I've been home for several weeks now from the Atlanta Susan G. Komen 3-Day for the Cure 2010. I have been processing the impact of the event over the past several weeks and I'm still overwhelmed when I think of it. It was, quite simply, one of the most amazing things I've ever been privileged to do. I had so many folks supporting me, and all throughout the event it was evident to see the impact it has on nearly everyone's life. Unfortunately, most everyone knows a survivor of breast cancer.
A few of my favorite things:
Day 1--Sugar Hill Elementary School (the ENTIRE school) was lined along the street cheering for the walkers. By the time I had finished high-fiving every grade schooler out there, I couldn't contain my tears. I'm glad I had on sunglasses. There was something so touching about seeing children cheering for us. I hope it made as big of an impact on their life as it did mine in that moment.
Day 2--seeing camp at the end of the Day was a highlight. What a LONG day! Also, I received sooo many texts from family and friends on Day 2. I felt very loved and then I returned to camp to find my camp mail! My sneaky, but loving husband had gotten friends to write me letters of encouragement. I got to enjoy my mail while sitting in a foot and back massage chair. It was a truly special time.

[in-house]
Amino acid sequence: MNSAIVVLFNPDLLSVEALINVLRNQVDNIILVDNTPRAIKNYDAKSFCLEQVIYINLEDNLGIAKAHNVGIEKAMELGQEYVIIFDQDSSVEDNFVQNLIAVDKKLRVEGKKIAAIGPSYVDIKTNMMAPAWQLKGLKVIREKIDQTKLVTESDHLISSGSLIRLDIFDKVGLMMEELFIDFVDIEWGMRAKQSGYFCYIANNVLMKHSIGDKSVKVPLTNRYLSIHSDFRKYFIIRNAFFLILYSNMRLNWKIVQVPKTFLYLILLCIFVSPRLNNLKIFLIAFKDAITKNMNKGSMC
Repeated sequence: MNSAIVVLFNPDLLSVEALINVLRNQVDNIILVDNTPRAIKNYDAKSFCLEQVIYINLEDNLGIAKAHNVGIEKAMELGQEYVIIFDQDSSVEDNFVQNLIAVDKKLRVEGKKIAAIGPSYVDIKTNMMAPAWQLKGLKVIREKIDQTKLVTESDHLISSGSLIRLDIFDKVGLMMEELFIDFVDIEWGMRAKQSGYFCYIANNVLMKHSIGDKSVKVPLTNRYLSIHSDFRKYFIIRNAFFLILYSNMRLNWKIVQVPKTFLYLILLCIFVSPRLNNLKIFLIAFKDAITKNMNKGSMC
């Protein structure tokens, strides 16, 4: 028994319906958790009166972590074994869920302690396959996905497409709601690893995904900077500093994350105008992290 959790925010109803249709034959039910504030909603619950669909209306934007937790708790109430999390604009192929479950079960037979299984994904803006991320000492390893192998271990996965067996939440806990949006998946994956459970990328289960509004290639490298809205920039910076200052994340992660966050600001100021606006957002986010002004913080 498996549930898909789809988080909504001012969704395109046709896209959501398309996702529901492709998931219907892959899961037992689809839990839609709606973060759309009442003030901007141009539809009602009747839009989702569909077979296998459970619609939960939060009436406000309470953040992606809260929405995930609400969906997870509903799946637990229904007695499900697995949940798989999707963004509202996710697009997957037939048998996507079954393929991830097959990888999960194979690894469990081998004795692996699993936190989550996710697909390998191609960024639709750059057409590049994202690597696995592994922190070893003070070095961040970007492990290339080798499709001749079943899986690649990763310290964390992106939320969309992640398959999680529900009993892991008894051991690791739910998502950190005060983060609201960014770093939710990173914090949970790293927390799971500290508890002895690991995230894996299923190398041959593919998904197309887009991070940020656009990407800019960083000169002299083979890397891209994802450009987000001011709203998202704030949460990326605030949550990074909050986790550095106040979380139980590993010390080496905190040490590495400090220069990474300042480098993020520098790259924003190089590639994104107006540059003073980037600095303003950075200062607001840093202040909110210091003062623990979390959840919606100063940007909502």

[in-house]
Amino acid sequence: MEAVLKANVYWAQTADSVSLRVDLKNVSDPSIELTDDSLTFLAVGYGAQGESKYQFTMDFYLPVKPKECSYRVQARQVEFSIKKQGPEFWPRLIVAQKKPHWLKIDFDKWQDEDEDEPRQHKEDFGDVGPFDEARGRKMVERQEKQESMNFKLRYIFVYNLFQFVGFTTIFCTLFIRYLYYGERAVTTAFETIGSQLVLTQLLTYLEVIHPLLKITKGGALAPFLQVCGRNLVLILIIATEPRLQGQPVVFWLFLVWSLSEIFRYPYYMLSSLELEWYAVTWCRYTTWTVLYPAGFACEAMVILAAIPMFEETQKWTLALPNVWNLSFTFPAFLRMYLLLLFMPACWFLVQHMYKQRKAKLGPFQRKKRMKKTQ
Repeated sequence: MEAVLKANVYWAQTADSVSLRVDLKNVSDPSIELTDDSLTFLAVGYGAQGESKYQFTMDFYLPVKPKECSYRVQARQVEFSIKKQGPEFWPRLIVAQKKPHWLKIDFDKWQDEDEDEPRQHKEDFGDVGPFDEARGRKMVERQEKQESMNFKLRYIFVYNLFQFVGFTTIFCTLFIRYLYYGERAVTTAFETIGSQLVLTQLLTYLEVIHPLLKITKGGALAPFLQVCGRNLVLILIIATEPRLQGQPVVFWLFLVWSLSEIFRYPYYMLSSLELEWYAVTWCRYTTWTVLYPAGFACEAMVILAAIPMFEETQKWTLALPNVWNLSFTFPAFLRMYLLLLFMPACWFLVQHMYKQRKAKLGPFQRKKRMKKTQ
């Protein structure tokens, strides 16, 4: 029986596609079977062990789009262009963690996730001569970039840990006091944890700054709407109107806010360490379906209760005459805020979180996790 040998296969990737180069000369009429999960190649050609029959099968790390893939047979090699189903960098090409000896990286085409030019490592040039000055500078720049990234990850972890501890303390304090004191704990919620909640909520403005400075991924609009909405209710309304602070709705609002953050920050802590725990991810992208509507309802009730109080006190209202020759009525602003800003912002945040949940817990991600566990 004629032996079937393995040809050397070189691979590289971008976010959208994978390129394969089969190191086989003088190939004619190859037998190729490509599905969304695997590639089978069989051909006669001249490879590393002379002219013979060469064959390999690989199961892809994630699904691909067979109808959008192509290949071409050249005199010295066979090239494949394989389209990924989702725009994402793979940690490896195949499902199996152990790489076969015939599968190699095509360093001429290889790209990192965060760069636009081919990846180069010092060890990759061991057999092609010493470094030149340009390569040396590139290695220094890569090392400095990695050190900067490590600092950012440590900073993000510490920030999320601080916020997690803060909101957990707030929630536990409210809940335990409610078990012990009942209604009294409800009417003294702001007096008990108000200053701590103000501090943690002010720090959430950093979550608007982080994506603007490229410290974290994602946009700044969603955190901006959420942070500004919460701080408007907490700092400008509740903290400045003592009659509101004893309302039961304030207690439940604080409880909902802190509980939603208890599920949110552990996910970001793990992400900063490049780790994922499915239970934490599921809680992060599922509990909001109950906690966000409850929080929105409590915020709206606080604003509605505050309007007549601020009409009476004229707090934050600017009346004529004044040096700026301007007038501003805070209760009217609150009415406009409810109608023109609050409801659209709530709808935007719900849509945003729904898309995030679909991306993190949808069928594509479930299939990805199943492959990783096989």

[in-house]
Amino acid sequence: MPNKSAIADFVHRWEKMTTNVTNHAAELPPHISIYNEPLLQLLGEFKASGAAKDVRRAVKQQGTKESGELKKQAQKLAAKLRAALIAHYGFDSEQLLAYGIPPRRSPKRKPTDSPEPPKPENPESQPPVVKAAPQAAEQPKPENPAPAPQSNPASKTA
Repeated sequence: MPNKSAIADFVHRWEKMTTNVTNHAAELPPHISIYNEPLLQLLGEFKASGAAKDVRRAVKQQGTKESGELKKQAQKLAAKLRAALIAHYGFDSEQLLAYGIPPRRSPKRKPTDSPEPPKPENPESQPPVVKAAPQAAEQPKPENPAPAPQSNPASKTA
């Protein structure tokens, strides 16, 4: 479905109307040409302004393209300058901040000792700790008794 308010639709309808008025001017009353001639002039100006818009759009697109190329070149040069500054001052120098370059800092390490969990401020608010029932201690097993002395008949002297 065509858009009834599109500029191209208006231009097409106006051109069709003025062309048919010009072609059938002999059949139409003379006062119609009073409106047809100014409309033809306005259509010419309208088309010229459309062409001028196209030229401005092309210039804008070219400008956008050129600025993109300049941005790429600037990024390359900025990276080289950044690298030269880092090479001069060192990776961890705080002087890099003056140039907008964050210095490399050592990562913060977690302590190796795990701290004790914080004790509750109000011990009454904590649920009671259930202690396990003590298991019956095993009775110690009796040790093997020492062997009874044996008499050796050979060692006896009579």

After opening my mail, I visited the Remembrance Tent. This is an area of camp where there are white tents set up from each 3-Day city. Walkers and crew from each city write names of those they remember who have lost their battle from breast cancer. I could hardly stand to write Mindy McCann's name on Atlanta's tent, but I knew I had to for her and her memory. Although special, it was the hardest part of my 3-Day journey.
Day 3--Walking through downtown Atlanta to Turner Field was very neat. Celebrating with my 2700 newest friends at closing ceremony was tremendous. I can't even describe the feeling of being physically and emotionally exhausted, yet feeling so alive and part of something so much bigger than myself. I was in awe the entire weekend of how many people came out to support us. There were many cheering stations, and if I had taken candy from every person I think I could have filled up 3 suitcases! I felt very unworthy and uncomfortable to have people cheering for me, as I felt like I should not be the one getting the attention. So, I walked through most cheering areas crying and telling everyone "thank you for supporting us!" It was a very humbling experience.
Below are some photos. I've been asked many times if I'm going to walk again, to which my answer is "yes, but not next year!" I loved every minute of it, but I need this next year to spend Saturdays with my family again. However, I'm not done walking! I've got a few more rounds of 60 miles left in me, I think.